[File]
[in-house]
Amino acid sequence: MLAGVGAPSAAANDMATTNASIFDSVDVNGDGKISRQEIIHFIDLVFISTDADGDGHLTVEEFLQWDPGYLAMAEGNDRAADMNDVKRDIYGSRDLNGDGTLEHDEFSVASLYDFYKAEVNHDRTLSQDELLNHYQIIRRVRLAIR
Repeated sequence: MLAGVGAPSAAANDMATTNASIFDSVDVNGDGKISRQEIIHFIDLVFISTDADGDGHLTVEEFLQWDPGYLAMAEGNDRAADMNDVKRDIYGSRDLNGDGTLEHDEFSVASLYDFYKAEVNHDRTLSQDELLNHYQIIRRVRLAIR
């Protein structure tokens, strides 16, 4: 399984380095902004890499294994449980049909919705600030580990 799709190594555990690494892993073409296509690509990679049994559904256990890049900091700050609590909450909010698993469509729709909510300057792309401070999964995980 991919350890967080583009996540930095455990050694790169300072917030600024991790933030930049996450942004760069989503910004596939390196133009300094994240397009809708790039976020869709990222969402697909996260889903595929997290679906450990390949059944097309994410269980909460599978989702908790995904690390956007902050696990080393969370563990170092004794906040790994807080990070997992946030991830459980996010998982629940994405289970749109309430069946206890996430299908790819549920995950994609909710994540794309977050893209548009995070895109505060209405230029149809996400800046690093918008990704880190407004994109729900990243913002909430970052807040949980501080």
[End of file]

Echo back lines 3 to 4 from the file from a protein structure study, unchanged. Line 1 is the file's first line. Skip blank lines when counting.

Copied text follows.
Repeated sequence: MLAGVGAPSAAANDMATTNASIFDSVDVNGDGKISRQEIIHFIDLVFISTDADGDGHLTVEEFLQWDPGYLAMAEGNDRAADMNDVKRDIYGSRDLNGDGTLEHDEFSVASLYDFYKAEVNHDRTLSQDELLNHYQIIRRVRLAIR
């Protein structure tokens, strides 16, 4: 399984380095902004890499294994449980049909919705600030580990 799709190594555990690494892993073409296509690509990679049994559904256990890049900091700050609590909450909010698993469509729709909510300057792309401070999964995980 991919350890967080583009996540930095455990050694790169300072917030600024991790933030930049996450942004760069989503910004596939390196133009300094994240397009809708790039976020869709990222969402697909996260889903595929997290679906450990390949059944097309994410269980909460599978989702908790995904690390956007902050696990080393969370563990170092004794906040790994807080990070997992946030991830459980996010998982629940994405289970749109309430069946206890996430299908790819549920995950994609909710994540794309977050893209548009995070895109505060209405230029149809996400800046690093918008990704880190407004994109729900990243913002909430970052807040949980501080």